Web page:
But would you have predicted such a derived skull relative to the rest of the morphology? The limb bones look even less like a tetrapod’s than Sauripterus’s, a species that isn’t even proposed as “our” direct ancestor. Structure counts more than functional similarity in establishing propinquity, so the fin’s flexibility counts for little. And the less said about the non homologous parietal, squasomal, and frontal skull sutures, the better.

Karen wrote:

Didn’t Michael Behe predict that no transitional forms between land mammals and whales would ever be found? And shortly thereafter, guess what scientists discovered?

No. That urban legend derived from a misquote by Ken Miller, evolutionist’s resident Christian.

Peter Henderson wrote:

I saw this on the Channel Four news this evening.

Yes, but was it in focus?

Comment #95022

Posted by Steviepinhead on April 5, 2006 6:41 PM (e)

C’mon, Paley, how’d that crow really taste: more like fish or frog legs?

Or just grungy roadkilled bird?

Comment #95024

Posted by steve s on April 5, 2006 7:20 PM (e)

Comment #94951

Posted by Russell on April 5, 2006 02:24 PM (e)

Not that ID doesn’t make predictions, too. For instance, ID predicts that any biological system or organism, even those hitherto unsuspected, will look designed. You can take that to the bank!

LOL. All other scientific theories predict what some future results will be. ID just predicts what it’s followers will say about the results.

Comment #95025

Posted by steve s on April 5, 2006 7:22 PM (e)

The funniest comment I’ve seen about this organism is from kevin drum’s site:

Maybe Santa put it there, to test our faith.
Posted by: craigie on April 5, 2006 at 7:10 PM | PERMALINK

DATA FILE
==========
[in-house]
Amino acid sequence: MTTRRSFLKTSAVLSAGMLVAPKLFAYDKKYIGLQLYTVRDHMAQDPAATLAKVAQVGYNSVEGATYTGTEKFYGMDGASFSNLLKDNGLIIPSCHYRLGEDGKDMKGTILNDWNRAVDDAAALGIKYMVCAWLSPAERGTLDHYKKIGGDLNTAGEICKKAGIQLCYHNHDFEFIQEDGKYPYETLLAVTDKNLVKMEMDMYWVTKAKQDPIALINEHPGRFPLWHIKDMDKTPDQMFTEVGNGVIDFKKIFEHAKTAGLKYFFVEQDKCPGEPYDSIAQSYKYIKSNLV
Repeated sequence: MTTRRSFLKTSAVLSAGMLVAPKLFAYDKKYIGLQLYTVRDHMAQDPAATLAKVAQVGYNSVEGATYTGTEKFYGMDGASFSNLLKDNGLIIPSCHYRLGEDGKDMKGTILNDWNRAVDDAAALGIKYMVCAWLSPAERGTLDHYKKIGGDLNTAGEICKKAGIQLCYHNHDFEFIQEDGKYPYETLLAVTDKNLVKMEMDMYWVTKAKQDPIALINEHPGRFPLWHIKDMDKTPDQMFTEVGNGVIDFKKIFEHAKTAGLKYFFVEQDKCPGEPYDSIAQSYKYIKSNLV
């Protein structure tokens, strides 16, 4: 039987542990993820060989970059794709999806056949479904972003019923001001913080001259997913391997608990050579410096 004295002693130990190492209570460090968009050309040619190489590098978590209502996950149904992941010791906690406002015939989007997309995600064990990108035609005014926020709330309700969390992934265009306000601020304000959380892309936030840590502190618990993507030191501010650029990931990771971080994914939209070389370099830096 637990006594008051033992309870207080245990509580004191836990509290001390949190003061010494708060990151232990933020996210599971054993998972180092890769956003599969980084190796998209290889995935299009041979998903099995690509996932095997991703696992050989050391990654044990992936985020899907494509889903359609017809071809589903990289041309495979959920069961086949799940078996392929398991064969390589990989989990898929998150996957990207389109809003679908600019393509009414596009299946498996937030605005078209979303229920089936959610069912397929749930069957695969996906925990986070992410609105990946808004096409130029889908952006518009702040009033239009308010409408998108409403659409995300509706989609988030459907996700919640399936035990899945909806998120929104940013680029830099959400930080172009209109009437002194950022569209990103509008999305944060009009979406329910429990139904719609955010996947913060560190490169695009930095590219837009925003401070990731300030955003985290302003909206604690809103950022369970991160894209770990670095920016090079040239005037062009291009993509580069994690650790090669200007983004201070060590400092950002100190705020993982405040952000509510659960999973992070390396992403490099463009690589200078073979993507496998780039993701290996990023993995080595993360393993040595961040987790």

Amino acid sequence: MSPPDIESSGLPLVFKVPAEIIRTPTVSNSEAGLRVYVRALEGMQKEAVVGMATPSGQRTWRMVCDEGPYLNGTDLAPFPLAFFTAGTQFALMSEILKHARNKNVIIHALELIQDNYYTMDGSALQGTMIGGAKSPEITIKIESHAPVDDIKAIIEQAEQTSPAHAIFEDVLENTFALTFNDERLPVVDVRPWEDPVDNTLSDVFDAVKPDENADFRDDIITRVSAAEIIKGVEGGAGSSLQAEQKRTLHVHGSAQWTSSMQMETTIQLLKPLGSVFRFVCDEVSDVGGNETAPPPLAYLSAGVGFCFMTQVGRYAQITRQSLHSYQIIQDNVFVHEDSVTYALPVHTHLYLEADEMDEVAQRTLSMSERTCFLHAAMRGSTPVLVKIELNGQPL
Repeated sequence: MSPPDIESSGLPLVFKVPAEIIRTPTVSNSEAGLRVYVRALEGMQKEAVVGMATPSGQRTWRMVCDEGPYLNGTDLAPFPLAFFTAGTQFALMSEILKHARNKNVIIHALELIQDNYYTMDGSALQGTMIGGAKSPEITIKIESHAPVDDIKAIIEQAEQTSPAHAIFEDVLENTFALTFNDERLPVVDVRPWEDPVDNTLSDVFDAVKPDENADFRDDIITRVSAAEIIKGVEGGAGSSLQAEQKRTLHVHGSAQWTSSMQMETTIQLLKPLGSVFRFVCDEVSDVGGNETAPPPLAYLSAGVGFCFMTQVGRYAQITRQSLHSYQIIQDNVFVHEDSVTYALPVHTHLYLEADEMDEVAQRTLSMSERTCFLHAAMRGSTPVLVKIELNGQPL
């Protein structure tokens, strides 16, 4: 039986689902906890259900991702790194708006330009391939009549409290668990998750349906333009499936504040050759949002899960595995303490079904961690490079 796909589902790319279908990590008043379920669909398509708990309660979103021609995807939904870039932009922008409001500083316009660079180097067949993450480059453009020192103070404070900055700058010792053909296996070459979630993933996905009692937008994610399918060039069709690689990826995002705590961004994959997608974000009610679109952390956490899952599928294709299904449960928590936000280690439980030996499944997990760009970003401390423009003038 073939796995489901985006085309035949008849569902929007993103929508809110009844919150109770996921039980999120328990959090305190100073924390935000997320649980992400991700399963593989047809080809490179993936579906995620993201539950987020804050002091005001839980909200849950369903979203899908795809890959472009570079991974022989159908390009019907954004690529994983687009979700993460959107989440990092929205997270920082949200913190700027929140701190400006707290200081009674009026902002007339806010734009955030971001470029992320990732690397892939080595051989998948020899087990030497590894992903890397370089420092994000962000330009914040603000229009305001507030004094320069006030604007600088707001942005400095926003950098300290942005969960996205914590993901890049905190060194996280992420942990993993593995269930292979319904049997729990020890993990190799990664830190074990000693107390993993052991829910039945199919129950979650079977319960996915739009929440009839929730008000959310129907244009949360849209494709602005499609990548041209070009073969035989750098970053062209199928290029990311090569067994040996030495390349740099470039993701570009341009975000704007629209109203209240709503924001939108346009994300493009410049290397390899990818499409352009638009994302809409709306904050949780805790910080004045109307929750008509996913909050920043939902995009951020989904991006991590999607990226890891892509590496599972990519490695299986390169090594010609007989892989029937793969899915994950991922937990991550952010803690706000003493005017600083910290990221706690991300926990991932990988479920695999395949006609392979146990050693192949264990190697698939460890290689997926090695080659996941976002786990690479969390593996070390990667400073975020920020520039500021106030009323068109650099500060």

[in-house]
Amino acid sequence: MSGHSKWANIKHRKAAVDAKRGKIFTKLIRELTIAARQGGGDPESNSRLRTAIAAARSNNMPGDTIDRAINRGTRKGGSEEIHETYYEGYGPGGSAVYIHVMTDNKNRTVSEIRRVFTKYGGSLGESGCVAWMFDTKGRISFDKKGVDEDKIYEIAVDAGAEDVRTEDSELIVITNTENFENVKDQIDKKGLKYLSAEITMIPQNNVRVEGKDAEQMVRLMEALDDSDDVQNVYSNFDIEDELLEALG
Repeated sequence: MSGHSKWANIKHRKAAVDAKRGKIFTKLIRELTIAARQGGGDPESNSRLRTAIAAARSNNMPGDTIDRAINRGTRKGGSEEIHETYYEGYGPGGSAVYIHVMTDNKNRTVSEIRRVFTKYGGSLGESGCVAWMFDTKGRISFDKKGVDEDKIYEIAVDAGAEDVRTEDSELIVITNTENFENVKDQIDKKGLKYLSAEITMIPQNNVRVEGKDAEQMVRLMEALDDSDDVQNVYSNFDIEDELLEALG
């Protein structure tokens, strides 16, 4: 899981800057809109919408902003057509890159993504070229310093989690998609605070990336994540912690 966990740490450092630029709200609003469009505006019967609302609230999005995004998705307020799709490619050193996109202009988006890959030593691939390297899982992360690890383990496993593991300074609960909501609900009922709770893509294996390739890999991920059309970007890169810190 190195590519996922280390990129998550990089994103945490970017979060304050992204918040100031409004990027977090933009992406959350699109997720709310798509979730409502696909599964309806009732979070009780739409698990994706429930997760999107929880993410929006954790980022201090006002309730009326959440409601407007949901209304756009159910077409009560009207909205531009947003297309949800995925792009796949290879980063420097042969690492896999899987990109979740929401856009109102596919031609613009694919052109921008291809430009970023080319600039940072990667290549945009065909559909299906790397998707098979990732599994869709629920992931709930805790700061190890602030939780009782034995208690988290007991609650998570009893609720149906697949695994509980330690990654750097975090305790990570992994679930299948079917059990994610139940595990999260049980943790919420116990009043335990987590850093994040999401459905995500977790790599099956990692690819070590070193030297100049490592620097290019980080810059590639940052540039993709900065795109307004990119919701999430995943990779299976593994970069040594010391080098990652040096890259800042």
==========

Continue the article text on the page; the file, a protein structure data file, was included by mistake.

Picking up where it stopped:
Comment #95044

Posted by Anton Mates on April 5, 2006 9:30 PM (e)

Jeez, and here I was all prepared to write “Cue Ghost of Paley in 3…2…1…” and the guy beats me to it.

Seriously, those fossils are beautiful, and the way they described the search in Nature was enough to make you green with envy of palaeontologists. All they had to do was frolic around the tropical beauty of Ellesmere Island for a few measly years, the bastards…

The Ghost of Paley wrote:

But would you have predicted such a derived skull relative to the rest of the morphology?

I’m not seeing how it’s “so derived” in the first place, but why would palaeontologists make a prediction either way? I’m sure they’re familiar with the fact that, say, modern salamanders don’t all have exactly the same skull morphology. Why would morphological diversity be particularly low in the Frasnian?

The limb bones look even less like a tetrapod’s than Sauripterus’s, a species that isn’t even proposed as “our” direct ancestor.

Conveniently, PZ included a limb bone comparison diagram from the paper, so we can see that this is wrong.

Didn’t Michael Behe predict that no transitional forms between land mammals and whales would ever be found? And shortly thereafter, guess what scientists discovered?

No. That urban legend derived from a misquote by Ken Miller, evolutionist’s resident Christian.

Yep. Behe wrote

“…if random evolution is true, there must have been a large number of transitional forms between the Mesonychid and the ancient whale. Where are they? It seems like quite a coincidence that of all the intermediate species that must have existed between Mesonychid and whale, only species that are very similar to the end species have been found.”

which is obviously just an extended haiku, yet Miller interpreted him as actually saying something. How silly of him. He should have known IDers don’t make predictions.

Comment #95049

Posted by XOVER on April 5, 2006 9:53 PM (e)

Thank you for that, Anton Mates.

Look, I know there are alot of Christians that understand the fact of evolution. The following comments are not directed at you.

But for those Christians that don’t accept the fact of evolution, why do they all seem to constantly and blantantly lie? Even on this board?